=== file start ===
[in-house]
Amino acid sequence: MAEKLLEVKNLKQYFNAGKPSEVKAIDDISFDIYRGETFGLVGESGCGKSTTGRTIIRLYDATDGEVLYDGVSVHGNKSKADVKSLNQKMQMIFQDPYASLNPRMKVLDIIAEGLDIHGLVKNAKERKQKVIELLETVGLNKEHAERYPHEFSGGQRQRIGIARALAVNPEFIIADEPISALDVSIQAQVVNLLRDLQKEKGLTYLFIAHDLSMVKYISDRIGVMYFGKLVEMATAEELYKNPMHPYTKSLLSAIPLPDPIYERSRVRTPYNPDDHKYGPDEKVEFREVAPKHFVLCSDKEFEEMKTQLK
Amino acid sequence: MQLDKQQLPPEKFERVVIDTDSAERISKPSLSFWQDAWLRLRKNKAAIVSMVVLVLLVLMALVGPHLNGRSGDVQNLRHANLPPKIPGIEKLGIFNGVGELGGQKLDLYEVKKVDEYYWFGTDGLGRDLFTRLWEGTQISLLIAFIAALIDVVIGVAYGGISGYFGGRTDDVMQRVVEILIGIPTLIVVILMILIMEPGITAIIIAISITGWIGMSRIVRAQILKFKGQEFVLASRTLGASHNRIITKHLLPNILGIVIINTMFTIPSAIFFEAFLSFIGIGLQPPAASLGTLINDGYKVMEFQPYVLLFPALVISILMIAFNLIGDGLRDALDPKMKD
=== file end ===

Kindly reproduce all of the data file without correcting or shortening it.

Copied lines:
[in-house]
Amino acid sequence: MAEKLLEVKNLKQYFNAGKPSEVKAIDDISFDIYRGETFGLVGESGCGKSTTGRTIIRLYDATDGEVLYDGVSVHGNKSKADVKSLNQKMQMIFQDPYASLNPRMKVLDIIAEGLDIHGLVKNAKERKQKVIELLETVGLNKEHAERYPHEFSGGQRQRIGIARALAVNPEFIIADEPISALDVSIQAQVVNLLRDLQKEKGLTYLFIAHDLSMVKYISDRIGVMYFGKLVEMATAEELYKNPMHPYTKSLLSAIPLPDPIYERSRVRTPYNPDDHKYGPDEKVEFREVAPKHFVLCSDKEFEEMKTQLK
Amino acid sequence: MQLDKQQLPPEKFERVVIDTDSAERISKPSLSFWQDAWLRLRKNKAAIVSMVVLVLLVLMALVGPHLNGRSGDVQNLRHANLPPKIPGIEKLGIFNGVGELGGQKLDLYEVKKVDEYYWFGTDGLGRDLFTRLWEGTQISLLIAFIAALIDVVIGVAYGGISGYFGGRTDDVMQRVVEILIGIPTLIVVILMILIMEPGITAIIIAISITGWIGMSRIVRAQILKFKGQEFVLASRTLGASHNRIITKHLLPNILGIVIINTMFTIPSAIFFEAFLSFIGIGLQPPAASLGTLINDGYKVMEFQPYVLLFPALVISILMIAFNLIGDGLRDALDPKMKD